This air of lightness encompassing Meisenberg’s work, however, finds perceptual opposition in his incorporation of text. For example, in Meisenberg’s The Vision of Tomorrow, Today (2008), the warm multi-coloured background contrasts to the startling text that reads: “I have pain everywhere. My pure existence hurts. My eyes feel as if they would like to pop out of their orbits. My penis wants to shrink and grow inwardly.” While the message expressed is rather pain-staking, the visual display of words communicates a sensation quite the opposite: cheerful fortuitousness. The letters are illustrated individually – changing in size, colour, boldness, lower and upper cases – essentially communicating a sense of child-like whimsicality when viewing the phrase collectively. Also visible is an absence of punctuation that actually benefits the animated alphabet by giving it fluidity. These aspects indicate a sign of immaturity, which, coupled with the poetic proclamation concerning bodily discomfort, offers a conflicted interpretation. What is seen and what is read are perceived as contradictory relationships, like playfulness vs. severity, ecstasy vs. suffering, and lightness vs. weight. The stark differences between the visual and the verbal may offer insight into the confusion of adolescence.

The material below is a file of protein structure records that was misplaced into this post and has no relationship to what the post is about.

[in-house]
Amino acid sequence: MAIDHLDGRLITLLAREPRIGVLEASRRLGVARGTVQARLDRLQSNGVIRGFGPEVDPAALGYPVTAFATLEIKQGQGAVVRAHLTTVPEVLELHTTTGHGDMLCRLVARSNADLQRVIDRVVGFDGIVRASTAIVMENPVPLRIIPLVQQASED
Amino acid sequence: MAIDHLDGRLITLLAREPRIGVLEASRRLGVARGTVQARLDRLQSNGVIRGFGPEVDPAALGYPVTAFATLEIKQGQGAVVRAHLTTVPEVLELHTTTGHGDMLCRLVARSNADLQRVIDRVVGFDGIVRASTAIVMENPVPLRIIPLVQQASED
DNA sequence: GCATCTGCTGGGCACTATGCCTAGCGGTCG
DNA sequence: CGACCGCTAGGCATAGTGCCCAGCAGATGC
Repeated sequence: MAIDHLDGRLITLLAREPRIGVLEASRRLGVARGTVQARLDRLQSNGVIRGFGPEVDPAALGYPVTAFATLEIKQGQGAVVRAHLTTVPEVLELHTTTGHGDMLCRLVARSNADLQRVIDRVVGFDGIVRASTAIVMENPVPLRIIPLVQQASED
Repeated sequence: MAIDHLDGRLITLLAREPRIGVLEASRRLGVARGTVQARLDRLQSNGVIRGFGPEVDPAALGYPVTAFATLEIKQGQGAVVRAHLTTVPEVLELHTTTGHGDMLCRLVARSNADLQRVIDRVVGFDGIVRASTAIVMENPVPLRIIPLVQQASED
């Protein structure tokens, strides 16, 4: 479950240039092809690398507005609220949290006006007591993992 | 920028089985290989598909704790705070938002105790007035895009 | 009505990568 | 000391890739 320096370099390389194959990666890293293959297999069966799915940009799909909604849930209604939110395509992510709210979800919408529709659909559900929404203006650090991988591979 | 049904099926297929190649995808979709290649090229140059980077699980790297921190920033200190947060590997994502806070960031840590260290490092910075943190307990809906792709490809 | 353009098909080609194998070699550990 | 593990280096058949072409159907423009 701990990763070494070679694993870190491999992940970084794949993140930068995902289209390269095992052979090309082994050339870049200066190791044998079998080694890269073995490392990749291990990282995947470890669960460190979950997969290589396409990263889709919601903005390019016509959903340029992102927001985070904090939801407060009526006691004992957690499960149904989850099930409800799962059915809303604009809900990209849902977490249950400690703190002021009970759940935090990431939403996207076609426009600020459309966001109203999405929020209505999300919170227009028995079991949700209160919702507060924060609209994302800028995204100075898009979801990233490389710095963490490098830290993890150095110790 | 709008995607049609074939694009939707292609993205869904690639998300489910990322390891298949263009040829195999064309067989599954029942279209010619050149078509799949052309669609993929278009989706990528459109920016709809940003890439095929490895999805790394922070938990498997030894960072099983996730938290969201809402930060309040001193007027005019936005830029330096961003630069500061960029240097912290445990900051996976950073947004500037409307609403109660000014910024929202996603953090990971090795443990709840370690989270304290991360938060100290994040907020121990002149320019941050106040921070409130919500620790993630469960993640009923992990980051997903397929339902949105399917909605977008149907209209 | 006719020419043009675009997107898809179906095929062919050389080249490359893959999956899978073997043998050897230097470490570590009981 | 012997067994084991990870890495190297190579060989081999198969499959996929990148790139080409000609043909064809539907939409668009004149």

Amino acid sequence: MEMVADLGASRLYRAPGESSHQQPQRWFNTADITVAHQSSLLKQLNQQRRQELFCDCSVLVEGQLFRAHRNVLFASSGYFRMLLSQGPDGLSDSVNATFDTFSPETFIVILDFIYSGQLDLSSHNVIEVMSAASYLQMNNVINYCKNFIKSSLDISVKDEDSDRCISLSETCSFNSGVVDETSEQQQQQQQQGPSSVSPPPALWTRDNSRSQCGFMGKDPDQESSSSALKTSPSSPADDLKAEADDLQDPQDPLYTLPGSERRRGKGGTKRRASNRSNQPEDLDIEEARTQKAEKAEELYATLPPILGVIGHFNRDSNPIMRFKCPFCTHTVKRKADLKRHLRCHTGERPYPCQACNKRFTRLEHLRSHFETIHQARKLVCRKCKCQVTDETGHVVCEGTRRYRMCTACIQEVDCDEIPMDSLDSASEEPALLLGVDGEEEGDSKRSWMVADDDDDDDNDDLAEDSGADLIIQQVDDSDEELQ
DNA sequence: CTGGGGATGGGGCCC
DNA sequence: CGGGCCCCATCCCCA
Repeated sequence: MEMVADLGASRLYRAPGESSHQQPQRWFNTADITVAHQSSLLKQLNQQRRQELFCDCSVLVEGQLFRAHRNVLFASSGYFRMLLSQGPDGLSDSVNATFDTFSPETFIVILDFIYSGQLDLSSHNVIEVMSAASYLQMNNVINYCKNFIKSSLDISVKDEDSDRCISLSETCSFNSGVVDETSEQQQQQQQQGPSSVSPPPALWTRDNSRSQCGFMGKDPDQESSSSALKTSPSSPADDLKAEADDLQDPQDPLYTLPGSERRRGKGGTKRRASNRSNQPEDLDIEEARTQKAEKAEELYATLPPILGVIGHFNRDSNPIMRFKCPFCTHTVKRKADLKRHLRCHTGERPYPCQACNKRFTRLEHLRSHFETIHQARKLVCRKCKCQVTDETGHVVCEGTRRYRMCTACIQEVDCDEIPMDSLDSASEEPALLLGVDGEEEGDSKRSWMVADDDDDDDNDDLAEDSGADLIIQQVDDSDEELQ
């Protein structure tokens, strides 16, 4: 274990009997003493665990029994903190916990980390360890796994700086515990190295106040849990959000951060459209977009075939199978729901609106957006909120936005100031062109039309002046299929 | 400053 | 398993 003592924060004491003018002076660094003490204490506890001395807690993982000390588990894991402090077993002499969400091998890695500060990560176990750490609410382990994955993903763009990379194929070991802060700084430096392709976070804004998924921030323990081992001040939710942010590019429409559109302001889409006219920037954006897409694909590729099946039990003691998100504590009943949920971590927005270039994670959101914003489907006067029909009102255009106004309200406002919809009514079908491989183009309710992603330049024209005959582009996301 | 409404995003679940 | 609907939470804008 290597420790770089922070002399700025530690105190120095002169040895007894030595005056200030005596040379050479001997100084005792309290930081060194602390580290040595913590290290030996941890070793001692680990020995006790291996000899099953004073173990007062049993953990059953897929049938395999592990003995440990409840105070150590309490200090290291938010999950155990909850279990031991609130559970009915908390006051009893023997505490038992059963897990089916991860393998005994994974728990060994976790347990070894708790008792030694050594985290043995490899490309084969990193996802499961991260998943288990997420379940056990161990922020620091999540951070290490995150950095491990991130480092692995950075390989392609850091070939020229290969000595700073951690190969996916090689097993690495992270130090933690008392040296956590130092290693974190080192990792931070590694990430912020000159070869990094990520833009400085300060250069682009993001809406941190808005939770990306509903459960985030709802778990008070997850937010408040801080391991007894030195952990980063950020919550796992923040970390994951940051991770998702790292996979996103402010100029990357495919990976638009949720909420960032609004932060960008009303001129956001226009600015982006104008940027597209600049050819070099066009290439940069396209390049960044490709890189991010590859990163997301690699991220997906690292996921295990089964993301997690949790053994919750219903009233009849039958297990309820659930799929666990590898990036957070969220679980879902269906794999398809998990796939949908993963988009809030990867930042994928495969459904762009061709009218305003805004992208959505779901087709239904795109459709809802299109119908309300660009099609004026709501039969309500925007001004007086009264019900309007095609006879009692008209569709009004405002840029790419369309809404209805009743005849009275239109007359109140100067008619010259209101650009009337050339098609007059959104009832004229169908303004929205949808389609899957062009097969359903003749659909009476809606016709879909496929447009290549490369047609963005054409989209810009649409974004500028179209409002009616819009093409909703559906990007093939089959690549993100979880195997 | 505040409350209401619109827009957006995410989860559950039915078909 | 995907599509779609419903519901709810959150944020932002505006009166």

Another piece shown to the right depicts a giant nose from the profile view. Confined in the centre of a white composition, it is only accompanied by words. “Life” appears in black cursive where the slope of the nose begins, whereas “Death” is separated into pairs of letters surrounding the tip. A dotted line descends down the right side of the painting, colliding with the tip of the nose. Again, yet through different subject matter, Meisenberg illustrates his awareness of age, using the downward slope of the nose as a metaphor for human life. Interestingly enough, the human nose never stops growing throughout one’s life. Though uncertain whether the artist is aware of this trivia or not, the nose remains a common attribute in his oeuvre, like the eye or the moustache, as it is evocative of a clown-like disguise. Similar to the previous painting, this work contains ambiguous meanings. While the nose as subject matter is perceived as playful and witty, it simultaneously functions as a memento mori.